Chroma subsampling

One of the many things that I am passionate about is digital video, and one of the factors that many seem not to be understand is the famous chroma subsampling, a process by which the amount of color information in the images that produce a video are reduced in order to make it easy transfer an dreproduce.

There are several explanations of how chroma subsampling works but I feel that none really illustrates the inner works, most explanations are centered more on the notation and relationship in pixels than in the complete picture of what truly happens, few include the history and reason of this technology. So inspired by Akamai’s Colin Bendell CTO article and John P. Hess’s excellent video for Filmmaker IQ, I share a bit about chroma subsampling.

Photography, cinema and TV began their existence in black and white, and share this feature even with the first PCs, the reason in principle is almost the same, it is easier to reproduce an image based only on the amount of light at the time of his capture.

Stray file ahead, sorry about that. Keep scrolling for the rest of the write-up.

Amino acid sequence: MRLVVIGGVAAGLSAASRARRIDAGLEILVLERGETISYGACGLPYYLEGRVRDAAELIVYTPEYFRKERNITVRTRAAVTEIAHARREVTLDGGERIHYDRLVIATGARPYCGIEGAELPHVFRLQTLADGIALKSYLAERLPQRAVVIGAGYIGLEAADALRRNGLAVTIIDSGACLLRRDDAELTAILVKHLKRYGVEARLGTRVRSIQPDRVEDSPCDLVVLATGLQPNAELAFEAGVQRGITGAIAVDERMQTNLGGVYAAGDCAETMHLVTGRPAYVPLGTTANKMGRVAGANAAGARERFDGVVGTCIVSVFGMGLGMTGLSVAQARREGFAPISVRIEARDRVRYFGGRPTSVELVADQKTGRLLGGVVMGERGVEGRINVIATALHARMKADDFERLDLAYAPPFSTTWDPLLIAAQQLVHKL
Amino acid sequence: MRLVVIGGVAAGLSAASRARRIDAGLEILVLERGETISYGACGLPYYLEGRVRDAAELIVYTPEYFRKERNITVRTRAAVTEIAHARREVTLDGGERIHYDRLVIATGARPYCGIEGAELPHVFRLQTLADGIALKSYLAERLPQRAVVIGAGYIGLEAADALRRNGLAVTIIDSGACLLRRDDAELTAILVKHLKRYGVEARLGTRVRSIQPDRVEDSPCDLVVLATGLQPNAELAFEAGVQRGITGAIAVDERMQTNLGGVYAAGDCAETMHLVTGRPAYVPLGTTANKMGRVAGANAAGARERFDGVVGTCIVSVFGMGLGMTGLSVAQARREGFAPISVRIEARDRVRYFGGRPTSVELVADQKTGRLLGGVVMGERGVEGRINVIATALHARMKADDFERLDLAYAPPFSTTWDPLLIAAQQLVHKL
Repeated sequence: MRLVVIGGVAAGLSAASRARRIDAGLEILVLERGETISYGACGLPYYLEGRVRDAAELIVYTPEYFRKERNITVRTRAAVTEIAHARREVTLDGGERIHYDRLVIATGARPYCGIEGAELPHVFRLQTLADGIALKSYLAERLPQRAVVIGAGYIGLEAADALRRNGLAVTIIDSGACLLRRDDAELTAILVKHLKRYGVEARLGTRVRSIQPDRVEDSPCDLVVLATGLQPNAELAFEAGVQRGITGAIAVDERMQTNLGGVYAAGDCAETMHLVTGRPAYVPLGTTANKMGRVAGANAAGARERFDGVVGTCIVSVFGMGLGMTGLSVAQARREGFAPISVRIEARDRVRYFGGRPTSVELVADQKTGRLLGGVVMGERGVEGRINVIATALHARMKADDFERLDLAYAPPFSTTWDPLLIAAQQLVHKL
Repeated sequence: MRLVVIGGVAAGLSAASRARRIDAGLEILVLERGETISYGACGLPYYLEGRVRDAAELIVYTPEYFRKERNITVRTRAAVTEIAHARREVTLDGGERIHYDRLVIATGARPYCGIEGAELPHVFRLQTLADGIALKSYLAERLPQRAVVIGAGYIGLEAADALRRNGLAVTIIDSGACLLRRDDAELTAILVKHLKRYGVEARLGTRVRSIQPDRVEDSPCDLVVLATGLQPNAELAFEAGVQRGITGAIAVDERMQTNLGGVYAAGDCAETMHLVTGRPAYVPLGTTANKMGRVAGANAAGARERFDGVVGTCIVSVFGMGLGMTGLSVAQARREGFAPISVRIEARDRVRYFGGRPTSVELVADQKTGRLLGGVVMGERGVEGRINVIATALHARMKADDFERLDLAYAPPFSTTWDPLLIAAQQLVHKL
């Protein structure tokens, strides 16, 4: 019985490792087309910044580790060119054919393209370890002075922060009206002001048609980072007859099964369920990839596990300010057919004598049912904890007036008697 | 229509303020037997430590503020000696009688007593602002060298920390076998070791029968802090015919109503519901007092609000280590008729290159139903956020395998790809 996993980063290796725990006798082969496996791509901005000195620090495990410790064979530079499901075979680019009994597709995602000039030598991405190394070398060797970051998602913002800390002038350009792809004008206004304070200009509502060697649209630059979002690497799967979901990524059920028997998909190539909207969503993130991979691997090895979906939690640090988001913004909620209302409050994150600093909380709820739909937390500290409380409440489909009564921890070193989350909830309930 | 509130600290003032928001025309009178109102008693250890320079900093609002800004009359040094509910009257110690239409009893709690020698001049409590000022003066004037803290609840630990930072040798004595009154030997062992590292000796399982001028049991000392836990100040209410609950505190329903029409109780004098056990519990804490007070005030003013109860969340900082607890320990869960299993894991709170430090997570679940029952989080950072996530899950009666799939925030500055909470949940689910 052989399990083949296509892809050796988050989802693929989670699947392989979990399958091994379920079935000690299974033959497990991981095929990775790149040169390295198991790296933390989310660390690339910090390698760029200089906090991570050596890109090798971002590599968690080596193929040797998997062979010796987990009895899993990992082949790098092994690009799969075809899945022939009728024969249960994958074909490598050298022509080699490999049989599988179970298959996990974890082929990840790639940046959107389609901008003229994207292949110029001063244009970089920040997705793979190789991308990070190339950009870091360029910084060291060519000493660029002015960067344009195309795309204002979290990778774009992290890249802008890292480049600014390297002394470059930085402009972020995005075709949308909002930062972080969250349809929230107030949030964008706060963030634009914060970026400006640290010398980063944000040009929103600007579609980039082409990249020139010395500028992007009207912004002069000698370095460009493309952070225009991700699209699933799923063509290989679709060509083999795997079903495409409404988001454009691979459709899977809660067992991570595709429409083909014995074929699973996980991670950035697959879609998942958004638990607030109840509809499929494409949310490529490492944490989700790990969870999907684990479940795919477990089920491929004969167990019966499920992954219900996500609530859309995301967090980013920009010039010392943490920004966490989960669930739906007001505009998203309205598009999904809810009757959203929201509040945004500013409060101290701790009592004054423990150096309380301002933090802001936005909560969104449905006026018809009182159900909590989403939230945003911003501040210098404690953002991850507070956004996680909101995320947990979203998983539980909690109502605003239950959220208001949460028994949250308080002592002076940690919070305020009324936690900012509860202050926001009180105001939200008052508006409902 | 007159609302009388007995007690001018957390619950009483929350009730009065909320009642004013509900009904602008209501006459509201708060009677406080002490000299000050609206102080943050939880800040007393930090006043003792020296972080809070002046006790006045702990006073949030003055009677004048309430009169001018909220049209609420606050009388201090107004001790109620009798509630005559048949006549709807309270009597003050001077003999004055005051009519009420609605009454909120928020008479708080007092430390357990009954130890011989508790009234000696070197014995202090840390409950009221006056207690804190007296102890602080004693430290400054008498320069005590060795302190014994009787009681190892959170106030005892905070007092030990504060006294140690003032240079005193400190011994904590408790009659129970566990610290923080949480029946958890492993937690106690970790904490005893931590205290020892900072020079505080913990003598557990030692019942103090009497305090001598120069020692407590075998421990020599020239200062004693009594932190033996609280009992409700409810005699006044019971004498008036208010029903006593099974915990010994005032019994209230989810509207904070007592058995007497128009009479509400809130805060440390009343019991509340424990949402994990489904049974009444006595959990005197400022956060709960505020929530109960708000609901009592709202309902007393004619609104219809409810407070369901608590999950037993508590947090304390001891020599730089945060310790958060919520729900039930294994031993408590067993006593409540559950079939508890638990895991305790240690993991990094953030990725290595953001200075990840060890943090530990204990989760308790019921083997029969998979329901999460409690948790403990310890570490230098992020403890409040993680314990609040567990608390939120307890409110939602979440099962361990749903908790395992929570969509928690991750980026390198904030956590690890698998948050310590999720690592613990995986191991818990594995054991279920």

Color in film

Today the simple photographic film only distinguishes the intensity of the light, but not its color, however, if you put a filter that only lets a certain color of light pass, the film will react only to that intensity of light, this is why a color film is really made up of three black and white films separated by color filters blocking certain color frequencies in each layer, and after photographing a picture, they are chemically processed to fix the image, to fade these filters and then to make each layer react by changing color.

There is something truly magical behind this science of color, human sight perceives light and color through the famous rods and cones, the former are more sensitive to the amount of light, and the latter to the color of light, specifically the red, green and blue light, however, to generate a film that captures these three primary colors what is required is to let only one color pass to each layer, hence each black and white film has a group of filters Cyan, magenta, yellow and black color, the same colors used in printing: